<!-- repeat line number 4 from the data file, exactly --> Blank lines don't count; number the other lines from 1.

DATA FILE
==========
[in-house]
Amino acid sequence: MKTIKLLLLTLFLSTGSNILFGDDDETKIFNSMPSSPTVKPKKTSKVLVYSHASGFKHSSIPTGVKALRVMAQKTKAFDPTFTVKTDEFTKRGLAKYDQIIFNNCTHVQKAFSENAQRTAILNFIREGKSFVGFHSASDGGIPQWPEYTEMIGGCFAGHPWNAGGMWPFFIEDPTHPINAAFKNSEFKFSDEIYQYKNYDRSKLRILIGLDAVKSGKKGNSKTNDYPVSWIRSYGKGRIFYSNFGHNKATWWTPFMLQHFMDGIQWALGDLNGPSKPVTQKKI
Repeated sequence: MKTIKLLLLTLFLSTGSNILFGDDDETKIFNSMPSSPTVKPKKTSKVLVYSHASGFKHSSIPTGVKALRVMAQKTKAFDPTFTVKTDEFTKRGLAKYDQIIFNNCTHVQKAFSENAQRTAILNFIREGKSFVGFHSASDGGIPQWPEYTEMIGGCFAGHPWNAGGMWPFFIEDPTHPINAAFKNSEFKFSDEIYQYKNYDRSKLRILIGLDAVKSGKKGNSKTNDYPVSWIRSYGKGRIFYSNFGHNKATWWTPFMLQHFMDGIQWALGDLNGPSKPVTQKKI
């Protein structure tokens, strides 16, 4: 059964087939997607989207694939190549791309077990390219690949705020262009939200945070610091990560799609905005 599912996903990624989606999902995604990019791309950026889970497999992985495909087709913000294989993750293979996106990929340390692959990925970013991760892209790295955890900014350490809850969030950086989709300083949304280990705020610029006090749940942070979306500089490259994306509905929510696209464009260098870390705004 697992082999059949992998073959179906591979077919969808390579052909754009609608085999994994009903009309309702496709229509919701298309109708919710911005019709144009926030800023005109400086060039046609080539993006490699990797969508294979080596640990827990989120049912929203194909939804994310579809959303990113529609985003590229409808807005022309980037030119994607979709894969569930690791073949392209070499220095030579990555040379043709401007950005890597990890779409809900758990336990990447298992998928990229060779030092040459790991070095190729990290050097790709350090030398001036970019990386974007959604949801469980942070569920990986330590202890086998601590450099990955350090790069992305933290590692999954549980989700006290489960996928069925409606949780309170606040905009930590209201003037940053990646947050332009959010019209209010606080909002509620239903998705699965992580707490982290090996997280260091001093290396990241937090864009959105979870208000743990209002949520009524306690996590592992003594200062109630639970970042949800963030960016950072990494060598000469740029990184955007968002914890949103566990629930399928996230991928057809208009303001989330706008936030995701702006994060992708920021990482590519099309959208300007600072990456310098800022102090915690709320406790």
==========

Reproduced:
């Protein structure tokens, strides 16, 4: 059964087939997607989207694939190549791309077990390219690949705020262009939200945070610091990560799609905005 599912996903990624989606999902995604990019791309950026889970497999992985495909087709913000294989993750293979996106990929340390692959990925970013991760892209790295955890900014350490809850969030950086989709300083949304280990705020610029006090749940942070979306500089490259994306509905929510696209464009260098870390705004 697992082999059949992998073959179906591979077919969808390579052909754009609608085999994994009903009309309702496709229509919701298309109708919710911005019709144009926030800023005109400086060039046609080539993006490699990797969508294979080596640990827990989120049912929203194909939804994310579809959303990113529609985003590229409808807005022309980037030119994607979709894969569930690791073949392209070499220095030579990555040379043709401007950005890597990890779409809900758990336990990447298992998928990229060779030092040459790991070095190729990290050097790709350090030398001036970019990386974007959604949801469980942070569920990986330590202890086998601590450099990955350090790069992305933290590692999954549980989700006290489960996928069925409606949780309170606040905009930590209201003037940053990646947050332009959010019209209010606080909002509620239903998705699965992580707490982290090996997280260091001093290396990241937090864009959105979870208000743990209002949520009524306690996590592992003594200062109630639970970042949800963030960016950072990494060598000469740029990184955007968002914890949103566990629930399928996230991928057809208009303001989330706008936030995701702006994060992708920021990482590519099309959208300007600072990456310098800022102090915690709320406790």